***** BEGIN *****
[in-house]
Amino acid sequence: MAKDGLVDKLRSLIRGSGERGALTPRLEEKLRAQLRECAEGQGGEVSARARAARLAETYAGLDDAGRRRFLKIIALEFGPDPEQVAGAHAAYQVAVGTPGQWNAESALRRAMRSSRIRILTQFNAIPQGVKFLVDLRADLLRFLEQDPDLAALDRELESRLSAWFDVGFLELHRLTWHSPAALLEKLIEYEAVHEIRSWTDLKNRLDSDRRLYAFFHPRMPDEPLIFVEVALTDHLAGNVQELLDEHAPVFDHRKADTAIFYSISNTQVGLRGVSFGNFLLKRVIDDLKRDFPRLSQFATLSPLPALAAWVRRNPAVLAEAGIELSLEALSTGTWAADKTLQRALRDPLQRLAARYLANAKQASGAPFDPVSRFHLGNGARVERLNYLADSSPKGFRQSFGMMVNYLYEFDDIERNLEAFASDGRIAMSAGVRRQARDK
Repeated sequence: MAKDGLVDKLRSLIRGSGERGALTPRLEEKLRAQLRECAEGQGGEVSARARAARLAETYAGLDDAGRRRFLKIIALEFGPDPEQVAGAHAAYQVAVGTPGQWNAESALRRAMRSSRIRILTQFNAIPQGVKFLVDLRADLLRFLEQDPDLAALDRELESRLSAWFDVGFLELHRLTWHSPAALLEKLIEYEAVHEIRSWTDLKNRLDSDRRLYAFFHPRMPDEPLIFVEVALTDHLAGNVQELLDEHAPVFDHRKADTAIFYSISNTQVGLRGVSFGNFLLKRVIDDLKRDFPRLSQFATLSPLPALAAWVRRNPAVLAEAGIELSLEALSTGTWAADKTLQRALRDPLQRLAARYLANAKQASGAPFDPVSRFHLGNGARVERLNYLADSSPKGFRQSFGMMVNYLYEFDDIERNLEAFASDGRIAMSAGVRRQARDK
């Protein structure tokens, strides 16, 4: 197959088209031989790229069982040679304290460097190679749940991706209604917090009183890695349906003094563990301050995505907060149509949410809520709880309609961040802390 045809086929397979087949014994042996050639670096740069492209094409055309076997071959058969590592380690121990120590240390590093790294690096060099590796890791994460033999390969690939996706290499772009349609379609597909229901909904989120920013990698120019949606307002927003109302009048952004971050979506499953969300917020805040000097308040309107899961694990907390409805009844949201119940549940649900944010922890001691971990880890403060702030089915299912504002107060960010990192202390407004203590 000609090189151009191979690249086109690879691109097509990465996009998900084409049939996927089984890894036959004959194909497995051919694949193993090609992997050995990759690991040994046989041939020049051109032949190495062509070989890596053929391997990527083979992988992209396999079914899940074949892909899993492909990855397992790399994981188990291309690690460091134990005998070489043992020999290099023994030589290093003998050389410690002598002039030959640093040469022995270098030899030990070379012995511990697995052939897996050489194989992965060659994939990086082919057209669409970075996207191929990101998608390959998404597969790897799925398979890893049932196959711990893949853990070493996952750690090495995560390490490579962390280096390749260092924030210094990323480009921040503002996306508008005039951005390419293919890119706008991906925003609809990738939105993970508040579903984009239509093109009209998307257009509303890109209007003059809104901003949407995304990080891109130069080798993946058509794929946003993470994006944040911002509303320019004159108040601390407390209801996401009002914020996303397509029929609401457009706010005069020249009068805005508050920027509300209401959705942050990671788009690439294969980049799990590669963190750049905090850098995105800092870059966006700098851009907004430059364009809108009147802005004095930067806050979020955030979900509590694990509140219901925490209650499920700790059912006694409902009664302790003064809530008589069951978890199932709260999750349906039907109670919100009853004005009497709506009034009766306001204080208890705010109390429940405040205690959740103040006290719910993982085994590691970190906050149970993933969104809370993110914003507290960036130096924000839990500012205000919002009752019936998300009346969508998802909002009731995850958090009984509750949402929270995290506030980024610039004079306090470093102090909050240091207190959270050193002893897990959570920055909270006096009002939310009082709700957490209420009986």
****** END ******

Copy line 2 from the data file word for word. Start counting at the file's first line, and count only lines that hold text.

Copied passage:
Amino acid sequence: MAKDGLVDKLRSLIRGSGERGALTPRLEEKLRAQLRECAEGQGGEVSARARAARLAETYAGLDDAGRRRFLKIIALEFGPDPEQVAGAHAAYQVAVGTPGQWNAESALRRAMRSSRIRILTQFNAIPQGVKFLVDLRADLLRFLEQDPDLAALDRELESRLSAWFDVGFLELHRLTWHSPAALLEKLIEYEAVHEIRSWTDLKNRLDSDRRLYAFFHPRMPDEPLIFVEVALTDHLAGNVQELLDEHAPVFDHRKADTAIFYSISNTQVGLRGVSFGNFLLKRVIDDLKRDFPRLSQFATLSPLPALAAWVRRNPAVLAEAGIELSLEALSTGTWAADKTLQRALRDPLQRLAARYLANAKQASGAPFDPVSRFHLGNGARVERLNYLADSSPKGFRQSFGMMVNYLYEFDDIERNLEAFASDGRIAMSAGVRRQARDK